Many writers and directors around the world have tropes that they keep going back to—if the supporting characters in Mysskin’s films scream incandescently, the protagonists in Mani Ratnam’s universe whisper sweet nothings into each other’s ears. So it shouldn’t come as a big surprise that some people keep dying in Atlee’s movies.
Atlee has directed four feature films so far, of which three star Vijay in the lead. In every film of his, he has killed off a key character to take the story forward. So Bigil already fits into a template we have grown to expect from the director.
The movie, superstar Vijay’s big Diwali release, feels like two movies in one: first, a paean to the superstar and second, a message to women that they can achieve whatever they want if the men in their family support them.
Unfortunately, the two halves seem like disjointed narratives: one about the struggles of the depressed classes (à la Vetri Maaran’s Vada Chennai) and another about the struggles that sportswomen face because of patriarchy. The scene that introduces Michael (Vijay)—complete with all mass elements, i.e. slow-motion shots, grand background score and punch dialogues—is built around a protest staged by the students of a college who have been asked to vacate the building. Unlike a typical hero, Michael doesn’t swoop in to save the day. In fact, it takes some time before he’s pulled into the action. After that happens, though, that the film just forgets about that particular plot point. It just acts as a warm-up session for the Verithanam song.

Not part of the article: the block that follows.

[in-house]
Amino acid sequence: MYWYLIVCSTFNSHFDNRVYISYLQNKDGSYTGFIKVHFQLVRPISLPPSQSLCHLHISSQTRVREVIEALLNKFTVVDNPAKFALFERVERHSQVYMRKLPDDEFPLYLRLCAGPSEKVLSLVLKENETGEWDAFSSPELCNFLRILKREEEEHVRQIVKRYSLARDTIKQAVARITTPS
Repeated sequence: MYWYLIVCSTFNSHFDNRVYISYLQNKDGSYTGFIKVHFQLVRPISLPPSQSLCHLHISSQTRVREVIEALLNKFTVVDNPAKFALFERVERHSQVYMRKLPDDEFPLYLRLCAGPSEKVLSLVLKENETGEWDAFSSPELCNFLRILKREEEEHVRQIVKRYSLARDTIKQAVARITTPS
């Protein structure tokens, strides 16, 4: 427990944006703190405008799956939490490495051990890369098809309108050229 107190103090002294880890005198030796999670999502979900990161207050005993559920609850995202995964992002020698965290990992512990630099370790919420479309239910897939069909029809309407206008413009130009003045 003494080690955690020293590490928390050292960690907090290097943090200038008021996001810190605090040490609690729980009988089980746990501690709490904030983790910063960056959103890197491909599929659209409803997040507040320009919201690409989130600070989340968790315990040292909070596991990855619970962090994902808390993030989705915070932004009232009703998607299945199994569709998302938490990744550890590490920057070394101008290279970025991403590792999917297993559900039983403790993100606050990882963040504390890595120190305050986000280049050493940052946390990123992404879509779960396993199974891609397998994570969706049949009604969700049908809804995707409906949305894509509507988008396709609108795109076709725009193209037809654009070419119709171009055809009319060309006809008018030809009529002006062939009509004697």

It’s like the same cycle gets repeated with the footballers. They’re introduced as the players of the Tamil Nadu team and then are forgotten for a good hour-and-a-half of the film. They come back later to the centre after Rayappan (Vijay, again) and Michael deal with their own losses and stories.
As Rayappan—considered a middle-aged messiah by the people of his neighborhood, and a rowdy by the police—Vijay does a pretty good job. He’s a stutterer who doesn’t mind showing what he’s made of every now and then to his opponents and rule-breakers. However, he isn’t fond of demonstrating much dynamism. Those flashes of heroism are reserved mostly for Michael.
In commercial potboilers, especially the ones starring A-list actors, the romantic scenes often follow a set script, like the writers picked them out from the same House of Clichés. Boy meets girl, then follows her until she turns around and throws a coy smile his way. Here, it almost feels like Michael falls in love with Angel (Nayanthara) as they’re both Christians. No, there is no need to stuff in caste or religious conflicts all the time, but there should be a workable design around which the protagonists begin dreaming of one another.
The male gaze is everywhere is Bigil, whether it’s the Singappenney anthem, or the various ways in which Atlee finds an opportunity to lecture men and women, through Michael, about what’s the need of the hour. Football, like carrom in Vada Chennai, doesn’t get its characters out of poverty. Rather, it enables them to become achievers in a society filled by the likes of Sharma (a dominant-caste villain, played by Jackie Shroff, who looks down upon people of Michael’s ilk).
While Atlee’s intention, in spite of seeming ‘inspired’ from other movies, doesn’t come across as sincere, it might help some folks pick up the ball.
My biggest doubt at the end of the movie was how the makers spent Rs180 crore on this. Where did the money go?